What constitutes a legal search of a residence with no warrant?

UPDATED: Sep 30, 2022

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What constitutes a legal search of a residence with no warrant?

Recently, my boyfriend was at my residence. He was absconded from probation. I guess someone told them he was at my house but he is not a resident there. I was not at home, however the county

officers kicked my door in. He came outside and surrendered, but they searched my home and confiscated firearms and paraphernalia. They did not have a search warrant. Can the things they took be held against him? Is this a legal search?

Asked on July 21, 2017 under Criminal Law, Arkansas


S.L,. Member, California Bar / FreeAdvice Contributing Attorney

Answered 5 years ago | Contributor

The search of your home was a search incident to the arrest of your boyfriend.  A search incident to an arrest does not require a search warrant. The items that were taken can be used as evidence against him. The purpose of a search incident to an arrest is to protect the safety of the  police and the public.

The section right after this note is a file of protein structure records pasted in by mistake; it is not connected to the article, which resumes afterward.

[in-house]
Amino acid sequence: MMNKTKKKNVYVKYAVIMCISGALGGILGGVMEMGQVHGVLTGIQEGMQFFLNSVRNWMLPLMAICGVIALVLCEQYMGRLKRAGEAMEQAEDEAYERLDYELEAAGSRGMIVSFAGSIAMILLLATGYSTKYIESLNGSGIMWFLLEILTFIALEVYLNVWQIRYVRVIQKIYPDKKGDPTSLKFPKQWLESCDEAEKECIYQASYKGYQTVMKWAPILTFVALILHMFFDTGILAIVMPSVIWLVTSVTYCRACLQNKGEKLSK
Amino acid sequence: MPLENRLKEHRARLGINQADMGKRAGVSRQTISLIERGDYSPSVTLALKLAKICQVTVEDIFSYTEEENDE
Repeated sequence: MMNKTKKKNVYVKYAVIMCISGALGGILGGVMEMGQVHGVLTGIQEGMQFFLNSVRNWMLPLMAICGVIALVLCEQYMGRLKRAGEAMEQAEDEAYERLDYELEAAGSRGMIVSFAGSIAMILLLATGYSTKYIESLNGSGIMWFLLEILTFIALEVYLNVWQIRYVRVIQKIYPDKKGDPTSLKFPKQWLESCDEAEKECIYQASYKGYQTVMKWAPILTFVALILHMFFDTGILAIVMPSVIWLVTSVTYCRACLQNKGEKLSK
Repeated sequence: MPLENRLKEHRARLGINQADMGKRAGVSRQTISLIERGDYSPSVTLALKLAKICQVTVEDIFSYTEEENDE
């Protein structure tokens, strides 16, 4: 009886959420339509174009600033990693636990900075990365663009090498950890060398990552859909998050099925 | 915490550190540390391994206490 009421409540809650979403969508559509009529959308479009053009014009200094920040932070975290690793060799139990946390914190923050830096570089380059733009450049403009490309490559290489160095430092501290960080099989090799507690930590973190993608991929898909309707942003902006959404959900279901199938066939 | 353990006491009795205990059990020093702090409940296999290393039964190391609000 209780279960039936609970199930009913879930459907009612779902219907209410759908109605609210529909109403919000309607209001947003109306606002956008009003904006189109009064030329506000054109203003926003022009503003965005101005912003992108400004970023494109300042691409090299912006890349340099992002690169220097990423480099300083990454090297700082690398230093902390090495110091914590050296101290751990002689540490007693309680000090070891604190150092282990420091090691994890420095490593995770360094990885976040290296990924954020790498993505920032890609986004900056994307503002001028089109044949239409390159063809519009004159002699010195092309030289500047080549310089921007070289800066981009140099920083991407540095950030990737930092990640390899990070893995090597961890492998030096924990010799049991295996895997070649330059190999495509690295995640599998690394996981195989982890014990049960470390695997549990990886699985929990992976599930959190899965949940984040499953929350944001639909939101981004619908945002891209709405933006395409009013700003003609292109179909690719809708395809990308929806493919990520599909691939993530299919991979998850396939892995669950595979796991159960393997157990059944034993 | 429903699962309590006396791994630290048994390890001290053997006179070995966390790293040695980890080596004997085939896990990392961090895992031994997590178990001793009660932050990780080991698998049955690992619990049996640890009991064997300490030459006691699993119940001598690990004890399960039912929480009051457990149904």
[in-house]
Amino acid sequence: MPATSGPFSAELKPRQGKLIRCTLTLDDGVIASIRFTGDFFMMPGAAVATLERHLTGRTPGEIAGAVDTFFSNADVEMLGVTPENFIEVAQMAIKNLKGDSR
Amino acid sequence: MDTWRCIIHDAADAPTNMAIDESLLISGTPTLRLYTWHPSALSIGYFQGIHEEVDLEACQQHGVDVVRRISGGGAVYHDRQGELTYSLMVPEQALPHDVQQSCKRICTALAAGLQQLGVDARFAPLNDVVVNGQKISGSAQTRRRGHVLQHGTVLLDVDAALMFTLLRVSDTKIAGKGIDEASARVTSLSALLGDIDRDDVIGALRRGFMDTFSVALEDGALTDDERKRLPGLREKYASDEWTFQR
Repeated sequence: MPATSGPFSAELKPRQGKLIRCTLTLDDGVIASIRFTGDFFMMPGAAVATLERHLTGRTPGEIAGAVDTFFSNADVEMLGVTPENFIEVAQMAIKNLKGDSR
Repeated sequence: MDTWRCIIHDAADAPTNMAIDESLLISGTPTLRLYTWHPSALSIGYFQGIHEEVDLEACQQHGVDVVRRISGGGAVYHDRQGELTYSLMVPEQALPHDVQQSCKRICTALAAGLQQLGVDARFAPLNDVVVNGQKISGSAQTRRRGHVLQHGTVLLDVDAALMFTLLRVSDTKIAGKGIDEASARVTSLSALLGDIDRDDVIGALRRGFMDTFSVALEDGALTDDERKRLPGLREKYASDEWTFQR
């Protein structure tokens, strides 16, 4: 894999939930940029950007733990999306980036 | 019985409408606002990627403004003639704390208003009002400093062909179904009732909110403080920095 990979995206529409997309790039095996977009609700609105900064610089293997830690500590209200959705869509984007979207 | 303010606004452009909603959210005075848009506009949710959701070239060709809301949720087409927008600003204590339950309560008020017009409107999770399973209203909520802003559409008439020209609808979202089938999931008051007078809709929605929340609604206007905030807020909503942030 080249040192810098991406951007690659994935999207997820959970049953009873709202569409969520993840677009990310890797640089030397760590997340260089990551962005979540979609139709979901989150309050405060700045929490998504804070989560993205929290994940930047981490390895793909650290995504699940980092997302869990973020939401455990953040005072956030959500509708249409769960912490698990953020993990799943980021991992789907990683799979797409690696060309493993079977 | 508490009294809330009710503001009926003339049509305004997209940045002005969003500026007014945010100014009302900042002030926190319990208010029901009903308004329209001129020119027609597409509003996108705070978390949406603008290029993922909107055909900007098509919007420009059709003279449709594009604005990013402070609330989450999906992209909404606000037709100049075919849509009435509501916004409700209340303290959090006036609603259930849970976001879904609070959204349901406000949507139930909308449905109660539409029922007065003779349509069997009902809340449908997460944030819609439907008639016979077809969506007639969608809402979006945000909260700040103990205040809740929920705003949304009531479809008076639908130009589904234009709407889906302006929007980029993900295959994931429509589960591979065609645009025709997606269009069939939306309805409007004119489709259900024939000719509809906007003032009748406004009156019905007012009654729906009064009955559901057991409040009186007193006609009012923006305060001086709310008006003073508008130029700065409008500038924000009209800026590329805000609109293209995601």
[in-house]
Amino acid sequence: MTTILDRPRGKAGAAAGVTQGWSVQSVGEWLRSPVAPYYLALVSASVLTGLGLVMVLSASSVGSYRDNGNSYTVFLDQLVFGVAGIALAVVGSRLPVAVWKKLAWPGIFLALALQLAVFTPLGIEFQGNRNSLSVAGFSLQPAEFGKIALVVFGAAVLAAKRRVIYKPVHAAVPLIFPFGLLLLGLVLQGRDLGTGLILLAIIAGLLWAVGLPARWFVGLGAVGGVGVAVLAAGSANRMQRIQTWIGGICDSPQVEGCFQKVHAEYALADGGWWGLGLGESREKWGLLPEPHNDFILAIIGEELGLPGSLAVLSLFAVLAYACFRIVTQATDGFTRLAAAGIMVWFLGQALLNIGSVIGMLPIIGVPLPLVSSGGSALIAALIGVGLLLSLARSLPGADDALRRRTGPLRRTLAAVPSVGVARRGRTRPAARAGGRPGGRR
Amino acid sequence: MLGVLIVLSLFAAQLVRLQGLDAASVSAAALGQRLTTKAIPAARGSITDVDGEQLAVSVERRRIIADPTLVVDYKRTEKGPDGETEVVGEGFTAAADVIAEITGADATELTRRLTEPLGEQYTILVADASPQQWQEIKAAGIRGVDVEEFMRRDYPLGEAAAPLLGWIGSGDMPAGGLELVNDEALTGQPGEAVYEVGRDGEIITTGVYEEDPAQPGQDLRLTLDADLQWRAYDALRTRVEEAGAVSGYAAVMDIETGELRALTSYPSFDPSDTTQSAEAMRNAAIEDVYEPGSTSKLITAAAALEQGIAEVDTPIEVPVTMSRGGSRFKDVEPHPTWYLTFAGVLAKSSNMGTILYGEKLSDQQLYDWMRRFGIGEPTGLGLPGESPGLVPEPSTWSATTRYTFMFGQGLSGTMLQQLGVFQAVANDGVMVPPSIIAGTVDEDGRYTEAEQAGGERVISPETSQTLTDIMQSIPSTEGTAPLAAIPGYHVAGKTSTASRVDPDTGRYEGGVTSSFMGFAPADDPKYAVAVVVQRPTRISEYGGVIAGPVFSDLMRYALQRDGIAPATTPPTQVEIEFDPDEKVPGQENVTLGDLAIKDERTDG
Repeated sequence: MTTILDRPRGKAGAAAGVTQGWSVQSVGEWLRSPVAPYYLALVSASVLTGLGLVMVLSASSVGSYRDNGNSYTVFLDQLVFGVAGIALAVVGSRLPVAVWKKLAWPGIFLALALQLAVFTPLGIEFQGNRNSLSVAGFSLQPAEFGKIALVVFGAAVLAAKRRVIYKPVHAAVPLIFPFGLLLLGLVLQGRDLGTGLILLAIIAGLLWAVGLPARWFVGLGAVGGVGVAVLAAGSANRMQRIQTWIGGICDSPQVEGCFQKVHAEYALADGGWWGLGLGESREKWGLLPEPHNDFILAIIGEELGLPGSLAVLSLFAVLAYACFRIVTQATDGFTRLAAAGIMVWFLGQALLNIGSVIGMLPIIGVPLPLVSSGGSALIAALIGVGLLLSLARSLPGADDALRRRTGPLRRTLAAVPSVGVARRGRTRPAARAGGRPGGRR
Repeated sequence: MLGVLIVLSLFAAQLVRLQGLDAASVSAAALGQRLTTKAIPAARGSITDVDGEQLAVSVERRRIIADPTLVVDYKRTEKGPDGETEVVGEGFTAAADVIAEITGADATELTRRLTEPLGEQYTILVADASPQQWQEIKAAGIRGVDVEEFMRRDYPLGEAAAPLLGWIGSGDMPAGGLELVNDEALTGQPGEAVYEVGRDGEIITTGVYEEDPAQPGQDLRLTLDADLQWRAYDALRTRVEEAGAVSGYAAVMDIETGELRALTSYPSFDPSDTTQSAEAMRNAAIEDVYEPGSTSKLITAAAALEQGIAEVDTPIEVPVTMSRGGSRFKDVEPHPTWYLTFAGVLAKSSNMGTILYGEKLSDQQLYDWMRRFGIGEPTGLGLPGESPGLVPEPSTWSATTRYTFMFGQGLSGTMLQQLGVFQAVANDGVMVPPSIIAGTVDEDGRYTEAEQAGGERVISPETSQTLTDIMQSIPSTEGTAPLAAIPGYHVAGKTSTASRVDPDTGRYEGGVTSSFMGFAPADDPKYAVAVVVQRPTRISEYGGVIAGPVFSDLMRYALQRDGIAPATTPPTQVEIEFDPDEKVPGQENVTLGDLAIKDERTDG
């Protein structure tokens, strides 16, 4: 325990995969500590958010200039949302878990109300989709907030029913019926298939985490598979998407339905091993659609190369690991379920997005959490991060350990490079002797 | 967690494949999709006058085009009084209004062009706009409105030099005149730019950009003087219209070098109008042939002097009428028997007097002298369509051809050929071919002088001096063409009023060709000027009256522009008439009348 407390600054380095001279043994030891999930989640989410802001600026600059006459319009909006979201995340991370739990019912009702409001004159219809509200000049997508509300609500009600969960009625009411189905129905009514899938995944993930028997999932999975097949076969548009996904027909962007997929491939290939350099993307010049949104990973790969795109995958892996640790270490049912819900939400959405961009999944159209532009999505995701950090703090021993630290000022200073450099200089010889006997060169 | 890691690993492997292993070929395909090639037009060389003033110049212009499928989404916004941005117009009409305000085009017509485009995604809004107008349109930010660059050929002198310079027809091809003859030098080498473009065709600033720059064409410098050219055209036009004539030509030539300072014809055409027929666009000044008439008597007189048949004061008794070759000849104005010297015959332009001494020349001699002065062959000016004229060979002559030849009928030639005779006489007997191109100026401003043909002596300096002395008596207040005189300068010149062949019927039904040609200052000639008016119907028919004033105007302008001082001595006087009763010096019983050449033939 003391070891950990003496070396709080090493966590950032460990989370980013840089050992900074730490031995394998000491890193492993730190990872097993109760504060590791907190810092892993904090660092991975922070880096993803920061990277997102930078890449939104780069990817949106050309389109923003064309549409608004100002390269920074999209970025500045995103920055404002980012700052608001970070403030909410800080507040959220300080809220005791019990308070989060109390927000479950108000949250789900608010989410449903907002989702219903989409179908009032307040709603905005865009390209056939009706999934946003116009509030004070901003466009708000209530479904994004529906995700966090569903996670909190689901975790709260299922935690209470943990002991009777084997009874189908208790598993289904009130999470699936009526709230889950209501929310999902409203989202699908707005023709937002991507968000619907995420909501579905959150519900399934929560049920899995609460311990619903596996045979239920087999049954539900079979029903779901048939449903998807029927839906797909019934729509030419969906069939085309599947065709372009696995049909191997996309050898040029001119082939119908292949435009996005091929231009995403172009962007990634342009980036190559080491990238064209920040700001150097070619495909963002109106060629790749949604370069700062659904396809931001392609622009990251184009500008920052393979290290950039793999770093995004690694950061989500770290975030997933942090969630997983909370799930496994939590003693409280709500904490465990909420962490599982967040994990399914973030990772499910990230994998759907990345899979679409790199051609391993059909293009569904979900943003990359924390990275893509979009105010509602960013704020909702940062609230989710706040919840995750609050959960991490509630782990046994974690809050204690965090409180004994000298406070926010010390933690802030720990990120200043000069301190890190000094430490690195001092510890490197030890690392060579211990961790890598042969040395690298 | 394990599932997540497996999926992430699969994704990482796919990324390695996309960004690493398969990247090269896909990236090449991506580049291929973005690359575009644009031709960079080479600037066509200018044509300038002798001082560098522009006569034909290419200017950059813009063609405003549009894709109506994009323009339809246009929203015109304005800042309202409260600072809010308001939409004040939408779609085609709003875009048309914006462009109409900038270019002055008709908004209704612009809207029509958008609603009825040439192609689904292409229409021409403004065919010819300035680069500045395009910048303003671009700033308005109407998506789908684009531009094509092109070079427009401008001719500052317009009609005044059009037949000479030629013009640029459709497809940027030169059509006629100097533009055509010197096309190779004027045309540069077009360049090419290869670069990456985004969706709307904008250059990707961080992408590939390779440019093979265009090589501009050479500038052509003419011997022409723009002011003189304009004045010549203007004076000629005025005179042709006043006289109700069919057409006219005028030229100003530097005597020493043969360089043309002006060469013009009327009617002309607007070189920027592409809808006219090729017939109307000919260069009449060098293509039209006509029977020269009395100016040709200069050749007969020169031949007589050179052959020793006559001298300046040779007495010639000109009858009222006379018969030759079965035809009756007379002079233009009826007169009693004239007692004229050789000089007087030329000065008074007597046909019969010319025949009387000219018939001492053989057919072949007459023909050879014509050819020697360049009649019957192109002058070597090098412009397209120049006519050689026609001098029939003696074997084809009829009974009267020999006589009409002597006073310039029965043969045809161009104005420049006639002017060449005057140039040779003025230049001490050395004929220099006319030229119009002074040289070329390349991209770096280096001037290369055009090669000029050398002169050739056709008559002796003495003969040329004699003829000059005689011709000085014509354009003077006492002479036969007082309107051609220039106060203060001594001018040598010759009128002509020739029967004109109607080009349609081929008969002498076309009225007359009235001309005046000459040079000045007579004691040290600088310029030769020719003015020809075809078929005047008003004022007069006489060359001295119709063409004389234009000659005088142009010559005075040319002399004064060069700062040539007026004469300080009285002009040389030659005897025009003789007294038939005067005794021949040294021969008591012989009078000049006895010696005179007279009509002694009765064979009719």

IMPORTANT NOTICE: The Answer(s) provided above are for general information only. The attorney providing the answer was not serving as the attorney for the person submitting the question or in any attorney-client relationship with such person. Laws may vary from state to state, and sometimes change. Tiny variations in the facts, or a fact not set forth in a question, often can change a legal outcome or an attorney's conclusion. Although AttorneyPages.com has verified the attorney was admitted to practice law in at least one jurisdiction, he or she may not be authorized to practice law in the jurisdiction referred to in the question, nor is he or she necessarily experienced in the area of the law involved. Unlike the information in the Answer(s) above, upon which you should NOT rely, for personal advice you can rely upon we suggest you retain an attorney to represent you.

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